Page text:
20 Mar 2017

Ida Tin’s Battle to Build Clue, a Period-Tracking App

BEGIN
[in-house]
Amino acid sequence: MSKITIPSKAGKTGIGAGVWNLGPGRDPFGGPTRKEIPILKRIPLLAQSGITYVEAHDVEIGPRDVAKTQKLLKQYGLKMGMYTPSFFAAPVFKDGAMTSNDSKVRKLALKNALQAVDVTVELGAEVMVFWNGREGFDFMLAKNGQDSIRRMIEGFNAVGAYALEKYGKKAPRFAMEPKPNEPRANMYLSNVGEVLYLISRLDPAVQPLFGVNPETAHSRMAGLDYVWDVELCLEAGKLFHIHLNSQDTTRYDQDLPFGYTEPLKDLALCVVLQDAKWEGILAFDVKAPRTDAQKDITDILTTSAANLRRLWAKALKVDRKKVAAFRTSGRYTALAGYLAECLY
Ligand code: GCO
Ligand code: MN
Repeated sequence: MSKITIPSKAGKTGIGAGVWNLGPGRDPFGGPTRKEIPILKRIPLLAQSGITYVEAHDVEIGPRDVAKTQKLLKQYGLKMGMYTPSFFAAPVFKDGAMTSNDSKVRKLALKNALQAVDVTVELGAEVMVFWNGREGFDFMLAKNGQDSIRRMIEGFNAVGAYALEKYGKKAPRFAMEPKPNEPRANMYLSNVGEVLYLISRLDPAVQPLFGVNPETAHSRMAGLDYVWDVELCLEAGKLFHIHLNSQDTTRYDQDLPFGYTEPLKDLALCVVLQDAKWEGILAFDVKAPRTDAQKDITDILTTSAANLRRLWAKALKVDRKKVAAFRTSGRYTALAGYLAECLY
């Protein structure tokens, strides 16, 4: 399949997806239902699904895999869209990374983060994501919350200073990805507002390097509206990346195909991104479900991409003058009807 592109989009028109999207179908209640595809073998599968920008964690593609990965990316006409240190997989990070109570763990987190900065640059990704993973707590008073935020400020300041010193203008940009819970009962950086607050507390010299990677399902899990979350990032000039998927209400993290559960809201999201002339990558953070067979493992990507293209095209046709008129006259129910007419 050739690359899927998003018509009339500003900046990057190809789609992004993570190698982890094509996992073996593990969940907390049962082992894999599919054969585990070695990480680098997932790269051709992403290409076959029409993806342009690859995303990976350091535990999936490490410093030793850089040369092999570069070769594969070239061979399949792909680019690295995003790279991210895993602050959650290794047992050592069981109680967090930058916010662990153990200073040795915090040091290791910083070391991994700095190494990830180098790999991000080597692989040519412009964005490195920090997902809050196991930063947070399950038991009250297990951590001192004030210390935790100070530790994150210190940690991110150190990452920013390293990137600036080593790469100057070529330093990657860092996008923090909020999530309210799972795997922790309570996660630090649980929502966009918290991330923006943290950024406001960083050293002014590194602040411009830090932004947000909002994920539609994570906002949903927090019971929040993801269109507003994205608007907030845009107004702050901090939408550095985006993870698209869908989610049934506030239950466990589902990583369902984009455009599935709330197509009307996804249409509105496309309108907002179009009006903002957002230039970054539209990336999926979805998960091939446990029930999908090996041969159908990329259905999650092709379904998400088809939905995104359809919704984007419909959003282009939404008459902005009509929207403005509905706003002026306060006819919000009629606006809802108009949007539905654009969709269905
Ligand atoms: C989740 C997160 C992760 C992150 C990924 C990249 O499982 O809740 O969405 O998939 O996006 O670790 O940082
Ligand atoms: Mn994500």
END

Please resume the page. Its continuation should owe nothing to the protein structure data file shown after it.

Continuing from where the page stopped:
Ida Tin wanted to build an app to help women track their periods. For months, she went door to door, pitching the concept to early-stage investors in Berlin, London, New York, and Silicon Valley. Often, Tin, a soft-spoken thirty-seven-year-old from Copenhagen with cerulean-framed glasses, was the only woman in the room. Many potential investors balked at the notion of software with inputs for levels of menstrual bleeding, breast tenderness, and sex drive, or the capacity to digitally share windows of ovulation with a partner. Time and again, Tin told me, the men sitting across from her in pitch meetings said, “I only invest in products I can use myself.” The idea embarrassed even some who saw its business potential; one venture capitalist who eventually made a small investment insisted that his involvement be kept private. But Tin persisted, cobbling together fifty thousand euros. She launched the app, called Clue, in 2013, basing it in Berlin. It quietly amassed millions of active users, primarily in the United States… Read more

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